What are you doing about Assam, Prime Minister?
By Pushpesh Pant
05th August 2012 12:00 AM
Fifty people dead and four lakh rendered homeless. And Assam Chief Minister Tarun Gogoi smugly and shamelessly announces that the state isn’t burning; only four out of 28 districts are affected by violence and arson. True, some of the bluster has given way to more servile whining since the prime minister’s visit to strife-torn region, but make no mistake, the bully is only lying low biding his time. Wasn’t he the one bragging not long ago when a teenaged girl was being stripped and molested in Guwahati about his own guts (in gone by youth) that scared off many a tough goon? Why couldn’t the journalists take inspiration from his example and deter criminals instead of merely recording outrages? He knows he doesn’t owe his victory to the much-hyped charisma of Rahul or international reputation of Dr Manmohan Singh who incidentally, secured his original entry into the Rajya Sabha as a person domiciled in Assam — a claim validated by his landlady, the wife of a former Congress chief minister. Before this communal conflagration singed him, he appeared much more secure in his seat than other beleaguered Congress chief ministers like Ashok Gehlot and Vijay Bahuguna. The numbers of this species are severely depleted, dwindling fast and endangering their existence. In short, Gogoi considers himself indispensable and irreplaceable.
All this should not blind us to the real roots of the problem. Bodo community’s demands have only been partially addressed. Discontent has simmered underground. Nor is their discontent the only explosive element. It’s well known that in recent decades the demographic profile of many districts in Assam has altered drastically due to illegal influx of so-called refugees from Bangladesh. Other states in the Northeast and West Bengal too have had to cope with this immigration. Neighbouring Myanmar has had to deal with similar unwelcome guests. The Arakan region is in peril of being engulfed by culturally different Bangladeshi outsiders who are constantly in conflict with the sons of the soil there.
Ironically, the relationship between India and Bangladesh is without major irritants at present and the government in Dhaka is friendly. But, this shouldn’t blind us to the presence of elements in that country inimical to our national interests. Jihadi extremists nursed by the ISI and tempted by Saudi/Wahabi petro-dollars are emboldened to assault India in myriad subversive ways. What is euphemistically described as ethnic strife has most dangerous communal substratum. This isn’t a clash between Hindus/Animists and Muslims. Foreigners masquerading as citizens complicate the picture.
Sadly, and most dangerously, the Congress and the CPI(M) along with other ‘progressive’, ‘secular’ politically correct persons have found it convenient to turn a blind eye to this. This is understandable as the ‘insecure minority’ (fast turning into a majority in affected areas) can be nursed as a decisive vote bank during elections. Local musclemen, patronised by political leaders, facilitate documentation to legitimise their presence. Bonds of shared religious beliefs or prejudice against the tribal residents of the state exacerbates the crisis. As long as helpless daily wage-earners from Uttar Pradesh and Bihar bore the brunt of Bodo ire, the media was seldom bestirred. Now that the clashes involve armed adversaries on both sides and both can claim special protection from the state as tribal or religious minority, the state and the Central governments are hoist by their own petard.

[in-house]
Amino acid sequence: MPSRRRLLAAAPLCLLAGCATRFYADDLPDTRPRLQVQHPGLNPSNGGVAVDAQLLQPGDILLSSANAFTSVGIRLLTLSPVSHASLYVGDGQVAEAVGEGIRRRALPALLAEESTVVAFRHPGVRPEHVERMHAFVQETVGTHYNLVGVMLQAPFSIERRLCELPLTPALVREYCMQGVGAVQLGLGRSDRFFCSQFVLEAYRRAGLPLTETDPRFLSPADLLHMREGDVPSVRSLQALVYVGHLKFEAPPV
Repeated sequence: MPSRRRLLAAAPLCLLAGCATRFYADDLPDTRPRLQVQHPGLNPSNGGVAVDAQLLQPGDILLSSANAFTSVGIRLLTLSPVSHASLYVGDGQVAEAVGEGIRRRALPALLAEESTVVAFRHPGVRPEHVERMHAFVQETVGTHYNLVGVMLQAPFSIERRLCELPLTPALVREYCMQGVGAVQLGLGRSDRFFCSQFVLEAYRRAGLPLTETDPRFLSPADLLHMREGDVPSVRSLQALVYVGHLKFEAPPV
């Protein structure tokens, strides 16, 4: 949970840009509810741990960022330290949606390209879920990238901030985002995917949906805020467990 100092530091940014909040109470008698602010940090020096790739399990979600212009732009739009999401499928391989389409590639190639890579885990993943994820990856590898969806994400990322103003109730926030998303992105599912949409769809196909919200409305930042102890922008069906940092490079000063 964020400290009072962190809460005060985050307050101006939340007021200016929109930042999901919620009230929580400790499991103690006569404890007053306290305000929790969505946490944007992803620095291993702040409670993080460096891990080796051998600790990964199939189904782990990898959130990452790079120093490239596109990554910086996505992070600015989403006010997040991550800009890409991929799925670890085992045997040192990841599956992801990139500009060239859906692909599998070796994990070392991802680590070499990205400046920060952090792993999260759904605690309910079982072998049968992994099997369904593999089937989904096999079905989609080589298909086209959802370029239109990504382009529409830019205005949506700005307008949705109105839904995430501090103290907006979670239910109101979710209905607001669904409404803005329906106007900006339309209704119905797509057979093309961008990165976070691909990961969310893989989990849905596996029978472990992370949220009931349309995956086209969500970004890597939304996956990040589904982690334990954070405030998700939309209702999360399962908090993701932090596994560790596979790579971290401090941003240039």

A Congress MP visiting Assam in the wake of carnage as part of a multi-party delegation of Muslim MPs has stated unambiguously that the Muslims in Assam have lost confidence in Gogoi. This has hit the headlines, and rightly so. It needs to be added that the Bodos too have lost confidence in him. It is essential to be even-handed in these matters.
Assam is slowly limping back to ‘normalcy’. Curfew will no doubt be relaxed and lifted. ‘Shoot at sight’ orders are no longer in force and ‘substantial’ relief packages have been announced. Movement of long-distance trains too has been restored. All this, no thanks to Gogoi, can hardly be termed normal. The wounds will take a long time to heal and painful scar tissue will continue to rankle. Towns and cities superficially may recover the appearance of ‘life as usual’, but remote villages will live for months under shadow of sudden death. No one knows what and when will trigger another round of revenge killings.
Gogoi’s government hasn’t only failed in maintaining law and order, it has also proved utterly incapable of providing relief to the victims and security in refugee camps. He has blamed the Centre for not deploying army in time to deflect attention.
Assam has been let down more than once by the Congress-ruled Centre. Nehru’s infamous speech in 1962 hasn’t been forgotten yet. It isn’t enough to say that events in Assam are a blot on India. The nation wants to know what is our Prime Minister doing to wash this blot away.
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